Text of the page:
An enchanting historical fantasy adventure perfect for fans of Thanhha Lai's Newbery Honor-winning Inside Out and Back Again
No one comes to the Second World on purpose. The doorway between worlds opens only when least expected. The Raft King is desperate to change that by finding the doorway that will finally take him and the people of Raftworld back home. To do it, he needs Pip, a young boy with an incredible gift--he can speak to fish; and the Raft King is not above kidnapping to get what he wants. Pip's sister Kinchen, though, is determined to rescue her brother and foil the Raft King's plans.
This is but the first of three extraordinary stories that collide on the high seas of the Second World. The second story takes us back to the beginning: Venus and Swimmer are twins captured aboard a slave ship bound for Jamaica in 1781. They save themselves and others from a life of enslavement with a risky, magical plan--one that leads them from the shark-infested waters of the first world to the second. Pip and Kinchen will hear all about them before their own story is said and done. So will Thanh and his sister Sang, who we meet in 1978 on a small boat as they try to escape post-war Vietnam. But after a storm and a pirate attack, they're not sure they'll ever see shore again. What brings these three sets of siblings together on an adventure of a lifetime is a little magic, helpful sea monsters and that very special portal, A Crack in the Sea.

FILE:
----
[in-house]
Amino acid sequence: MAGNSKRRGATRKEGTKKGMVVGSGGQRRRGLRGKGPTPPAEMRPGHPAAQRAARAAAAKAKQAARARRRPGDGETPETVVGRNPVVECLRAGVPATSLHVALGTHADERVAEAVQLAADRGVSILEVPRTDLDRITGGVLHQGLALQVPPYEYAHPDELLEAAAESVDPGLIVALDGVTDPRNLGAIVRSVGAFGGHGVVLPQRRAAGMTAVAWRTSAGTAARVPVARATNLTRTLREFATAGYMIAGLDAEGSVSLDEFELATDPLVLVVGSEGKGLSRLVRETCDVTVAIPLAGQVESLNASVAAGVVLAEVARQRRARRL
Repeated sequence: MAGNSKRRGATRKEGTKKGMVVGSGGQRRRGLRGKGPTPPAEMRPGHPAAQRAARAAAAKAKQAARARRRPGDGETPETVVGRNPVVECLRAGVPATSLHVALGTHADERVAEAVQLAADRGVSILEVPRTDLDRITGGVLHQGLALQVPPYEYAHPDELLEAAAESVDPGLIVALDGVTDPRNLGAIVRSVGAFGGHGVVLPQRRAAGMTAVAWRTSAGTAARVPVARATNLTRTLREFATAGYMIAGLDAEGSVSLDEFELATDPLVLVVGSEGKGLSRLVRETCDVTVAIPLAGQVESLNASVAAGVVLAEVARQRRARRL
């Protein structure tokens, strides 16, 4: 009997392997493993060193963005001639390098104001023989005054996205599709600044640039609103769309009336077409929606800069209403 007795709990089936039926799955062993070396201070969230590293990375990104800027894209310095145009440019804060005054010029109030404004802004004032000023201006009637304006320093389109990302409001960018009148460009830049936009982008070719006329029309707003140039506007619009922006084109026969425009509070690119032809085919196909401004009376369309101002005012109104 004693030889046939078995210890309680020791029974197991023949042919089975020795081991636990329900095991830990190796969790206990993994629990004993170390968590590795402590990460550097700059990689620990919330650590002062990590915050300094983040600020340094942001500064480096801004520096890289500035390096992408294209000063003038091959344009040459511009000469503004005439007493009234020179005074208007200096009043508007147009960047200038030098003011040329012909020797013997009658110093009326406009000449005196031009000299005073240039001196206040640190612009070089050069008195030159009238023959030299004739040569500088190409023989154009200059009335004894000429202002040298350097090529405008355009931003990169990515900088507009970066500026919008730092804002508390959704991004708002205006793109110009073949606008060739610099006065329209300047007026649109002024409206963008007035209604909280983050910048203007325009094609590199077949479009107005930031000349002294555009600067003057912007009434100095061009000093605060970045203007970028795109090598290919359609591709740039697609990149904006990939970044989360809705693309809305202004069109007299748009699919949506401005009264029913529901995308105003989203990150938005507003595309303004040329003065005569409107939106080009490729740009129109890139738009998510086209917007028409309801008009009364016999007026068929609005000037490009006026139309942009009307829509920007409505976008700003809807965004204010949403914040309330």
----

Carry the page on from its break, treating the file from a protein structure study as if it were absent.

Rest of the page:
About the Author
H.M. Bouwman is the author of The Remarkable & Very True Story of Lucy & Snowcap (Marshall Cavendish, 2008). An associate professor of English at the University of St. Thomas, she lives in St. Paul, Minnesota, with her two sons. A Crack in the Sea is her second novel. Yuko Shimizu is a Japanese illustrator based in New York City and an instructor at the School of Visual Arts. In 2009, Newsweek Japan chose Yuko as one of the "100 Japanese People the World Respects." Yuko is the illustrator of the picture book Barbed Wire Baseball, and her work can also be seen on Gap T-shirts, Pepsi cans, Visa billboards, and Microsoft and Target ads, as well as on numerous book covers and in the pages of The New York Times, Time, Rolling Stone, The New Yorker and many others.